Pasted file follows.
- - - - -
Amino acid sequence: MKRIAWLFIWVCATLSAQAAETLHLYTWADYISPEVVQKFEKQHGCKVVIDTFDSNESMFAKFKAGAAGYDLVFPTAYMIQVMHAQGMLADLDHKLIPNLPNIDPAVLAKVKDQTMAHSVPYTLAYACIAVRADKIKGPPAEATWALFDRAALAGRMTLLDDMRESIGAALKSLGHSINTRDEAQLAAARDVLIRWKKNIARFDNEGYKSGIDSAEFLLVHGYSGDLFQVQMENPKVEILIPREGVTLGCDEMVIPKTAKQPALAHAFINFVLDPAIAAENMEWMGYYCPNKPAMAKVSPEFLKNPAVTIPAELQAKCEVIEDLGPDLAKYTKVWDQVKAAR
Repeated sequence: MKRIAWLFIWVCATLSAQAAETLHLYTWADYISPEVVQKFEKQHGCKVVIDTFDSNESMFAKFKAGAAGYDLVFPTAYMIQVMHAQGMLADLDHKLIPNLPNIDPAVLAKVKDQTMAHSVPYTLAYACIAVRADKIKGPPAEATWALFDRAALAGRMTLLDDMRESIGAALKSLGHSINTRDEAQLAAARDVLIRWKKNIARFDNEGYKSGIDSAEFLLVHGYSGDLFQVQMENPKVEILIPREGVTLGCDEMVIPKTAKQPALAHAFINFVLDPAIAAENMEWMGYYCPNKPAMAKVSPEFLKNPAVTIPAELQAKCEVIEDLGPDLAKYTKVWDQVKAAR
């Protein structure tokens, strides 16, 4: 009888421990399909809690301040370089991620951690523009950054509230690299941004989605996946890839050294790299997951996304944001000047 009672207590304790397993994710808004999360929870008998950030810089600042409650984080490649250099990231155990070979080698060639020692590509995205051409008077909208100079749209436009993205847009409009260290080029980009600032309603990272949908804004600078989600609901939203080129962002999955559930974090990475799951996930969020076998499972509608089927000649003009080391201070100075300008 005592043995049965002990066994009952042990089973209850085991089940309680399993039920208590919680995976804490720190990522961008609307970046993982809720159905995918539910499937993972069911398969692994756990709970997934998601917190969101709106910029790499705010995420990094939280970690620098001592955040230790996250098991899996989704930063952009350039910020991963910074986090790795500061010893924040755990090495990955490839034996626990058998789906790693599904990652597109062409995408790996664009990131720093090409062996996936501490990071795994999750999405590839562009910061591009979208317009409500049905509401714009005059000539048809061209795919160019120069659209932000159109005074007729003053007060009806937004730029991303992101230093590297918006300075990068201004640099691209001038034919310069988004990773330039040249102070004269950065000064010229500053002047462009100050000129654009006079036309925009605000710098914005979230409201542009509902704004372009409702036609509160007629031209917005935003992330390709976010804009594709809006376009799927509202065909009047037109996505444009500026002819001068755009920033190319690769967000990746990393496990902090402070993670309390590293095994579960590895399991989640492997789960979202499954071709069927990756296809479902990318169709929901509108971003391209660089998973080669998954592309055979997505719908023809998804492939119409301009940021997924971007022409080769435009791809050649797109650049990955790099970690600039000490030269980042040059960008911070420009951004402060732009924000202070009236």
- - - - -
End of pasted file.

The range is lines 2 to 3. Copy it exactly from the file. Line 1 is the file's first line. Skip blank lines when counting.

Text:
Repeated sequence: MKRIAWLFIWVCATLSAQAAETLHLYTWADYISPEVVQKFEKQHGCKVVIDTFDSNESMFAKFKAGAAGYDLVFPTAYMIQVMHAQGMLADLDHKLIPNLPNIDPAVLAKVKDQTMAHSVPYTLAYACIAVRADKIKGPPAEATWALFDRAALAGRMTLLDDMRESIGAALKSLGHSINTRDEAQLAAARDVLIRWKKNIARFDNEGYKSGIDSAEFLLVHGYSGDLFQVQMENPKVEILIPREGVTLGCDEMVIPKTAKQPALAHAFINFVLDPAIAAENMEWMGYYCPNKPAMAKVSPEFLKNPAVTIPAELQAKCEVIEDLGPDLAKYTKVWDQVKAAR
């Protein structure tokens, strides 16, 4: 009888421990399909809690301040370089991620951690523009950054509230690299941004989605996946890839050294790299997951996304944001000047 009672207590304790397993994710808004999360929870008998950030810089600042409650984080490649250099990231155990070979080698060639020692590509995205051409008077909208100079749209436009993205847009409009260290080029980009600032309603990272949908804004600078989600609901939203080129962002999955559930974090990475799951996930969020076998499972509608089927000649003009080391201070100075300008 005592043995049965002990066994009952042990089973209850085991089940309680399993039920208590919680995976804490720190990522961008609307970046993982809720159905995918539910499937993972069911398969692994756990709970997934998601917190969101709106910029790499705010995420990094939280970690620098001592955040230790996250098991899996989704930063952009350039910020991963910074986090790795500061010893924040755990090495990955490839034996626990058998789906790693599904990652597109062409995408790996664009990131720093090409062996996936501490990071795994999750999405590839562009910061591009979208317009409500049905509401714009005059000539048809061209795919160019120069659209932000159109005074007729003053007060009806937004730029991303992101230093590297918006300075990068201004640099691209001038034919310069988004990773330039040249102070004269950065000064010229500053002047462009100050000129654009006079036309925009605000710098914005979230409201542009509902704004372009409702036609509160007629031209917005935003992330390709976010804009594709809006376009799927509202065909009047037109996505444009500026002819001068755009920033190319690769967000990746990393496990902090402070993670309390590293095994579960590895399991989640492997789960979202499954071709069927990756296809479902990318169709929901509108971003391209660089998973080669998954592309055979997505719908023809998804492939119409301009940021997924971007022409080769435009791809050649797109650049990955790099970690600039000490030269980042040059960008911070420009951004402060732009924000202070009236």